Some people belong to the invisible Church, but are not members of a local visible church. Many people belong to a visible church but are not true believers at all and are thus not in the invisible Church. We must be members of both, by faith in Christ and by confessing Christ. (Norman L. Jones, Study Helps on the Heidelberg Catechism, p. 121)
Now that my third and fourth children are studying through the Heidelberg Catechism in preparation for public confession, my annoyance with the above quoted claim has—well, tripled and quadrupled. I had simply marked “FALSE” on the Venn diagram attending these statements in my first two children’s study guides, but now I am fortunate enough to also contribute to a blog. (Thank you Paul!) And it seems, after asking around, that these statements represent a more common sentiment than I had originally thought. I hope to quickly show below that this is not at all what the Catechism teaches, and more importantly that it is not the teaching of the Scriptures.
This post is a continuation of “Part 3” of the series below, assessing the tradition with respect to John Piper and his defenders:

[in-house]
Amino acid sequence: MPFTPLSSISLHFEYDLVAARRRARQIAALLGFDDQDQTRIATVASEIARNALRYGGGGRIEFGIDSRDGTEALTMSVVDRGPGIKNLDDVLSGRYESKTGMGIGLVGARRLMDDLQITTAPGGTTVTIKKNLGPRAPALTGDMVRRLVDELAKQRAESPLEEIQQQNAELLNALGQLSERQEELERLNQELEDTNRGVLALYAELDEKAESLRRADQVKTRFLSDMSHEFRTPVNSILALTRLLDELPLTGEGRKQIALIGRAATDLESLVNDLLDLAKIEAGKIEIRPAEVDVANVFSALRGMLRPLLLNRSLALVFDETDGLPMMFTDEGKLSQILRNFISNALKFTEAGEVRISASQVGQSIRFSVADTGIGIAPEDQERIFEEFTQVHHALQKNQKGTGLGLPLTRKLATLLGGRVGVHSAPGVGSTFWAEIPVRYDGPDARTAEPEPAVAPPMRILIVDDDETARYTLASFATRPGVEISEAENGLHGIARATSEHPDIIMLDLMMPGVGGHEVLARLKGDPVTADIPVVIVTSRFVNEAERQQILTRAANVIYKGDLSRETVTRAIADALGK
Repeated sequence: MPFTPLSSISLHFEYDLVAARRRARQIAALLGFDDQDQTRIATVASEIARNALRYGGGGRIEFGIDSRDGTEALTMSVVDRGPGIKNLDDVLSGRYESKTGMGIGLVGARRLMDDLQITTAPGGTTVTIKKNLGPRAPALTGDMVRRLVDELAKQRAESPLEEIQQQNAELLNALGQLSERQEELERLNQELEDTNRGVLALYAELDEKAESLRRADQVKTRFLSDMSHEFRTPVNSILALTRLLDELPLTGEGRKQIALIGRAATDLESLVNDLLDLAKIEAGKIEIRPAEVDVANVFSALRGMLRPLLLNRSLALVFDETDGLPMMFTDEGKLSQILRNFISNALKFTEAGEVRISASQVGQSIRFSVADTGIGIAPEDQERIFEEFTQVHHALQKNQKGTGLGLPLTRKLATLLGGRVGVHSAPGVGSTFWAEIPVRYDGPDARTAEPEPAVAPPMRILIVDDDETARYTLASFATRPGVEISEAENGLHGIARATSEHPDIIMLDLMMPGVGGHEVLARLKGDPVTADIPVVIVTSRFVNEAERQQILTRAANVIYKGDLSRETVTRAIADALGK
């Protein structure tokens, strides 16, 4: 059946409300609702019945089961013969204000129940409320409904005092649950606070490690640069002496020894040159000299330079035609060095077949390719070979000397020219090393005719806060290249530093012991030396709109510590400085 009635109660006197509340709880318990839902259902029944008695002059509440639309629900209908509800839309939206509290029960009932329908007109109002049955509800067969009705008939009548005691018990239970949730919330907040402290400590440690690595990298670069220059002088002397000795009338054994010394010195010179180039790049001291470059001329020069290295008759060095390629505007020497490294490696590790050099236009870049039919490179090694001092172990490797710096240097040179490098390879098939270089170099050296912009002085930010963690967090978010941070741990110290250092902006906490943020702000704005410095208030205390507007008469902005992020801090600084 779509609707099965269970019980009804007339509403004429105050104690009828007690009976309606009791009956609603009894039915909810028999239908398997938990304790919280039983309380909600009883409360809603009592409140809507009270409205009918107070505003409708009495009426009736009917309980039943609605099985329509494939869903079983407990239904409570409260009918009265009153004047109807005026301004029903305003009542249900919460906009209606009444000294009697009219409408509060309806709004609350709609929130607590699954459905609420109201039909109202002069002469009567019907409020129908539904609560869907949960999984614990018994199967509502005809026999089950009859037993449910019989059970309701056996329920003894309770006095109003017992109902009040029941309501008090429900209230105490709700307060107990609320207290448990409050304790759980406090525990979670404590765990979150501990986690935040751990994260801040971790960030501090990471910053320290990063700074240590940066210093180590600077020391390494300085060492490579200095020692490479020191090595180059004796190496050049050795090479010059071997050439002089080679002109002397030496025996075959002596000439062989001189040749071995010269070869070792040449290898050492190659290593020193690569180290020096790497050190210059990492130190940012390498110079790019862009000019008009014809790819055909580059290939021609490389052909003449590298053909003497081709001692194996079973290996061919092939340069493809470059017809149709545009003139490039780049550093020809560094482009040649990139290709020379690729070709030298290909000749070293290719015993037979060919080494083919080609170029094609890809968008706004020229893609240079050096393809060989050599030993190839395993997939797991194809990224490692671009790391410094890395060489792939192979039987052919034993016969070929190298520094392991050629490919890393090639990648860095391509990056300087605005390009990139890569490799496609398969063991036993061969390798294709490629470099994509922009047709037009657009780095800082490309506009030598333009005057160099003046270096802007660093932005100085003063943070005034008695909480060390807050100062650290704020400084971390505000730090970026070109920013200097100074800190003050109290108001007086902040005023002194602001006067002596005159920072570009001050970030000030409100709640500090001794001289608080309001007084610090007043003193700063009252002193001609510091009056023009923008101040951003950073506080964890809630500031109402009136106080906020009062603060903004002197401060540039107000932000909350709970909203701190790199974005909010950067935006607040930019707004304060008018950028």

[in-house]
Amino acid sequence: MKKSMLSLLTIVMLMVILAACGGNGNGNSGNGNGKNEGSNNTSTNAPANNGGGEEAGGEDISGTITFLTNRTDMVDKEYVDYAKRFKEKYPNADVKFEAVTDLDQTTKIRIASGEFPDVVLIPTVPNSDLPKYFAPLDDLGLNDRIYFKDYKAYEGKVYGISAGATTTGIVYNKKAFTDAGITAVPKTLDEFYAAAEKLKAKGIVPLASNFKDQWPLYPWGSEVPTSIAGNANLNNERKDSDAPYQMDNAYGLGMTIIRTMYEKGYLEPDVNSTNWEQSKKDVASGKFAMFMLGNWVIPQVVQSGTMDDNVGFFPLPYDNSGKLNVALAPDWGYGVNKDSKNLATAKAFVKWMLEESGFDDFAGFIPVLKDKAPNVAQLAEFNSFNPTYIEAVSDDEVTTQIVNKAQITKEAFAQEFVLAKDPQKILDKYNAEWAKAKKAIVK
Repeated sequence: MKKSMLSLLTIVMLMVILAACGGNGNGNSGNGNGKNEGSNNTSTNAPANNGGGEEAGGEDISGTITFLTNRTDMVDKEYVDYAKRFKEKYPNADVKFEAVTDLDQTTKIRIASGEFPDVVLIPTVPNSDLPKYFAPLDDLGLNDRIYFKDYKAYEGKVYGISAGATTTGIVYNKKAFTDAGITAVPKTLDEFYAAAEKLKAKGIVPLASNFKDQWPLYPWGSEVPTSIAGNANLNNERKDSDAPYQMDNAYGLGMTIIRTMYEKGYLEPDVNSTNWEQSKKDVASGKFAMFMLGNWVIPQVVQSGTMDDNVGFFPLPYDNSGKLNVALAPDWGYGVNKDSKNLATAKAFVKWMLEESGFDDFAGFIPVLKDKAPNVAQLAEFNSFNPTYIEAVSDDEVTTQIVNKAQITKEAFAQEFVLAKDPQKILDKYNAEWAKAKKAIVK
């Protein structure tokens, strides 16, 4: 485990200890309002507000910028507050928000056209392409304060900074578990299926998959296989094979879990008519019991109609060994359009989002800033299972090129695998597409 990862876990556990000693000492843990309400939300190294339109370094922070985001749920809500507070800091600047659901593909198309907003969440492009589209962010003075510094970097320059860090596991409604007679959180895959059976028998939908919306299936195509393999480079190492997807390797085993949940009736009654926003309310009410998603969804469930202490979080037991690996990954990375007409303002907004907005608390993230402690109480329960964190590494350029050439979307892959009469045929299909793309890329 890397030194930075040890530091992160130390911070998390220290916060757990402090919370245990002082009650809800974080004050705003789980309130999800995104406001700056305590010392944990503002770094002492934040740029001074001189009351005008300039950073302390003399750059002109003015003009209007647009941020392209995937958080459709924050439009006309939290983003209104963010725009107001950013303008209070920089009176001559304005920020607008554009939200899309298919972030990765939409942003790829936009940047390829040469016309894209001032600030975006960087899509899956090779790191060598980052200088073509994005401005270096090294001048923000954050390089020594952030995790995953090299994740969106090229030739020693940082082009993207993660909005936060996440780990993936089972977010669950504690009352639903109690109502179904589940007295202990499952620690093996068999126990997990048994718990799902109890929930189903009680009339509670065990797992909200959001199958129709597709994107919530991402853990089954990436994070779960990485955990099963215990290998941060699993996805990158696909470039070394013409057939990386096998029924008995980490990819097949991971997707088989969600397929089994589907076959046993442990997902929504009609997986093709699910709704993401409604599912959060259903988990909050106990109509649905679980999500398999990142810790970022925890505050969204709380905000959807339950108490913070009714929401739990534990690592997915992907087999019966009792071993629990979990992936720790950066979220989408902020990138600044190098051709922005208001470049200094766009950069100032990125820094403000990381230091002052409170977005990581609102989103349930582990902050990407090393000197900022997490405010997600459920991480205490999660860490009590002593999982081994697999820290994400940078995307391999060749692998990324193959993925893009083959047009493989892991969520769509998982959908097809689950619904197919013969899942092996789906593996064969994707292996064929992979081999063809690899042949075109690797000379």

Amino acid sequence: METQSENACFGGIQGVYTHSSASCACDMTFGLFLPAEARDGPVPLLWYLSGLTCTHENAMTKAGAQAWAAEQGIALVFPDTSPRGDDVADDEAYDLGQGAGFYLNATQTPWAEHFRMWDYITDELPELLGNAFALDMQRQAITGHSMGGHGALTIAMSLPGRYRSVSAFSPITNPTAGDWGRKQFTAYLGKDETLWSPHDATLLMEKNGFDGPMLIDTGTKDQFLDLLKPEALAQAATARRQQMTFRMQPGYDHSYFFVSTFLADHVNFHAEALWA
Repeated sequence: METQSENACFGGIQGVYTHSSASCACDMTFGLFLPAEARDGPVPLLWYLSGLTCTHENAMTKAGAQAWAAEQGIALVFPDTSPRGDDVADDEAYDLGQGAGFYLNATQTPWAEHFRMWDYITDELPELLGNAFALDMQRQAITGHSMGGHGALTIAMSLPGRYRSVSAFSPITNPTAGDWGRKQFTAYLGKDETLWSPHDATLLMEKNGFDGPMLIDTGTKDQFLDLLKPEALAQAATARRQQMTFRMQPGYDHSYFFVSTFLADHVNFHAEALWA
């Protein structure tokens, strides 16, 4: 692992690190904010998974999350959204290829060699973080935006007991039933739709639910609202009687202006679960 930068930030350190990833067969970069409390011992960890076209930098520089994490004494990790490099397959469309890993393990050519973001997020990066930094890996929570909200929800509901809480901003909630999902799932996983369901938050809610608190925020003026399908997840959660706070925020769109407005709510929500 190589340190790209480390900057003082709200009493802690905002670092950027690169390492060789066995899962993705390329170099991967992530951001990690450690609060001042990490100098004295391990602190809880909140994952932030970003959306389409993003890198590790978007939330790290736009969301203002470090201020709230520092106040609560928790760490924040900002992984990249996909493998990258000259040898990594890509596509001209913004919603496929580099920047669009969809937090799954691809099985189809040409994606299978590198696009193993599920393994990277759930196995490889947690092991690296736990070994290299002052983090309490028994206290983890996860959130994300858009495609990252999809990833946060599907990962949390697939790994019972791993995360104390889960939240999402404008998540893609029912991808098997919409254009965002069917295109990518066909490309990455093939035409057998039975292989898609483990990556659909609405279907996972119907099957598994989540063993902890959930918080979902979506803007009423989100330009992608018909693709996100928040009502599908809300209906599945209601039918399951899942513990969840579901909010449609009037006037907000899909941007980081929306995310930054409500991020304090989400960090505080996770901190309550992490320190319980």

Rachel Miller Contra Mundum? The 5 Solas and John Piper: Part 1
Rachel Miller Contra Mundum? The 5 Solas and John Piper: Part 2, “Salvation”
Rachel Contra Mundum? The 5 Solas and John Piper: Part 3, Beginning at the End: The Marrow Men
Salvation Sola Fide: Martin Luther and the Fruits of Faith
Salvation Sola Fide: John Calvin and the Causes of Salvation
Salvation Sola Fide: Zacharias Ursinus and the Heidelberg Catechism
I our first post in this series, “Rachel Miller Contra Mundum? The 5 Solas and John Piper,” we showed from the Heidelberg Catechism and its principal (or sole) author, Zacharias Ursinus, that the instrumental cause of the whole of Salvation is faith. We read the following from the Catechism:
20: Are all men, then, saved by Christ as they have perished in Adam?
A: No; only such as by true faith are engrafted into Him, and receive all His benefits.
We discussed that these “benefits” are the two-fold grace of Justification and Regeneration/Sanctification/Glorification, the first answering to our guilt in Adam and the second to our corruption inherited in Adam. As the Catechism says, we receive both of these benefits by Union with Christ through faith. And as Ursinus comments,